Criccieth (Cr�gcaith) - From 'A Topographical Dictionary of Wales' (1849)
CRICCIETH (CR�GCAITH), a borough and parish, formerly a market-town, in the union of Pwllheli, hundred of Eivionydd, Eivionydd division of the county of Carnarvon, North Wales, 5 miles (W. by s.) from Tr�madoc, the post-town, 18 miles (S.) from Carnarvon, and 240 (W. N. W.) from London; containing 811 inhabitants. This place, which is of considerable antiquity, is supposed by some to take its name from the shipwrecks that frequently occurred on this coast, one interpretation of the Welsh name being "the bitter cry," in allusion to that circumstance. Others derive the name from Cr�g and Aith, "a pointed hill or mound," in allusion to the rock upon which the castle stands. At an early period Criccieth belonged to Ednyved Vychan, who was seventy-sixth in descent from Henwyn, Duke of Cornwall, and an ancestor in the ninth degree of Henry VII.; he was baron of Brynfanigl, lord of Criccieth, and chief councillor to Llewelyn the Great. He acquired an honourable name, possessing much influence among his countrymen, and is stated to have built a strong fortress here, which, having fallen into decay, was restored and enlarged by Edward I. This castle, during the wars between the Britons and the invading Saxons and Normans, formed one of the defences of the passage, over the sands called Traeth-Mawr, from the territory included in the present county of Merioneth into the country of Snowdon. About the year 1140, Grufydd ab Llewelyn, having been unjustly made prisoner by his brother Davydd, who afterwards succeeded to the sovereignty of North Wales, was imprisoned in it for a considerable time, and then delivered into the power of the English monarch, Henry III.
Edward I., having completed the subjugation of Wales, restored and strongly fortified the castle, appointing William de Leybourn governor or constable, with a salary of �100 per annum, out of which he was to maintain thirty stout men (ten of them crossbowmen), a chaplain, a surgeon, a carpenter, and a mason. Among its later governors was Sir Howel y Twgall, so called from his bearing the figure of a pole-axe upon his shield; who, having attended Edward the Black Prince on his continental expeditions, and meritoriously distinguished himself at the battle of Poictiers, was knighted by that prince, and appointed to the governorship of the castle, which he afterwards made his principal residence. The same prince constituted the town of Criccieth a free borough, and made the constable of the castle mayor, granting the burgesses the same privileges as were enjoyed by those of Rh�s Vair, now Newborough, or Newburgh, in the county of Anglesey. It is not known at what time the castle first fell into decay; but, in the 24th of Henry VIII., orders were issued to the constable to put it into thorough repair, at the king's cost; and that monarch, in the 35th year of his reign, conferred upon the burgesses the right of participating in the election of a representative for the borough of Carnarvon, to which the place consequently became a contributory borough.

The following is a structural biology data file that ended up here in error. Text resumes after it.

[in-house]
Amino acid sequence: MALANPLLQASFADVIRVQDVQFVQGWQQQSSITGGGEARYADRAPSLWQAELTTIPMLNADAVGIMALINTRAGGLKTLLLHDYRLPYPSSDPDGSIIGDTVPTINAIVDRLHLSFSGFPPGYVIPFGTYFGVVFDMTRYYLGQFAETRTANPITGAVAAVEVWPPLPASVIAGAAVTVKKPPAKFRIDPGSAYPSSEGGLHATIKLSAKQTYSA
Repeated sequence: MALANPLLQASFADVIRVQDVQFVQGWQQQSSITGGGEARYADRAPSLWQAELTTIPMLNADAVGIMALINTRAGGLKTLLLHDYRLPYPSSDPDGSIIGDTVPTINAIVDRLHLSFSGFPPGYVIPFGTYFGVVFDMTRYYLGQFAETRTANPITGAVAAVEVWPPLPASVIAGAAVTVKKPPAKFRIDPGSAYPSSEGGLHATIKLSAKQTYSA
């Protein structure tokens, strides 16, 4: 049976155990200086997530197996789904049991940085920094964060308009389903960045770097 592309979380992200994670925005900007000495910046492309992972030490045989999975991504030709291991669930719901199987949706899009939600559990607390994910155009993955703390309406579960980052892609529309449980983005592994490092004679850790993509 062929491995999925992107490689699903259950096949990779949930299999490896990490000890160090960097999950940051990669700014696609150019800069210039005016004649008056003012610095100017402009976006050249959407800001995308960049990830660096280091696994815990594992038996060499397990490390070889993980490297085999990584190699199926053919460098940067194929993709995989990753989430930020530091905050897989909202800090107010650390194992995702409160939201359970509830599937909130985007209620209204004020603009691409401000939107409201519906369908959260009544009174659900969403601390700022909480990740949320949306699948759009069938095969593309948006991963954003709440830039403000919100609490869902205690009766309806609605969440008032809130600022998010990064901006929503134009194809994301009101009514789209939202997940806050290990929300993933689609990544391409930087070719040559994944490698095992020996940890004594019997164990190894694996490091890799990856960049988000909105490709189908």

Criccieth was a short time since only an inconsiderable village of mean appearance, but it has been much improved of late years, and contains some handsome houses, which, though much scattered, present a good appearance. From its contiguity to the shore of Cardigan bay, the situation is favourable for commerce; but only a few vessels touch here, bringing limestone and coal, and there is neither harbour, nor facility for unloading vessels: only a few fishing-boats belong to the town. The coast is very dangerous, and vessels are occasionally lost, though a pier might be made at a trifling expense, the promontory projecting into the sea already forming part of a natural basin. The area of the parish is 1474 acres. The market, which was on Wednesday, has been disused for several centuries; but three fairs, chiefly for horses and cattle, are held annually on May 23rd, June 29th, and October 22nd.
The affairs of the CORPORATION are regulated by a charter granted by Edward I. in the 13th year of his reign, dated at Cardigan, which bestows certain liberties at length, and refers to those of the city of Hereford, giving to the burgesses of Criccieth exemption from toll throughout the whole of England, and ordaining that the constable of the castle should be always mayor of the town. This charter was afterwards confirmed by the crown at various periods, including the 12th year of Richard II., the time of Henry V. when Prince of Wales, the 3rd of Henry VI., and the 9th of Henry VIII. The style of the corporation is, "the Mayor, Bailiffs, and Burgesses of the borough of Criccieth, in the county of Carnarvon;" and the government is vested in a mayor, deputy mayor, two bailiffs, a recorder, and a serjeantat-mace; but the duties annexed to these offices are of a very trifling description, and the emoluments consequently insignificant. The office of mayor is held by William Ormsby Gore, Esq., of Porkington, in right of his wife, whose family (named Owen) have for a long period held the hereditary office of constable of the castle, and whose ancestor, Ievan ab Meredith, is said to have been mayor in the reign of Henry IV. The bailiffs are elected annually on Michaelmas-day by the burgesses, and are in receipt of some small sums arising from a field containing about two acres, let for 22s. 6d. a year, and a house let for 20s.: the recorder, who is appointed during pleasure, and the serjeant-at-mace, have, like the mayor, no income. The corporation possess a common of thirty-two acres, and also the castle hill, the former of which at one time appertained to certain persons paying quit-rents to the crown in respect of tenements within the borough, but is now open as general pasture ground to all who reside within the liberties, and is of great advantage to the poorer inhabitants.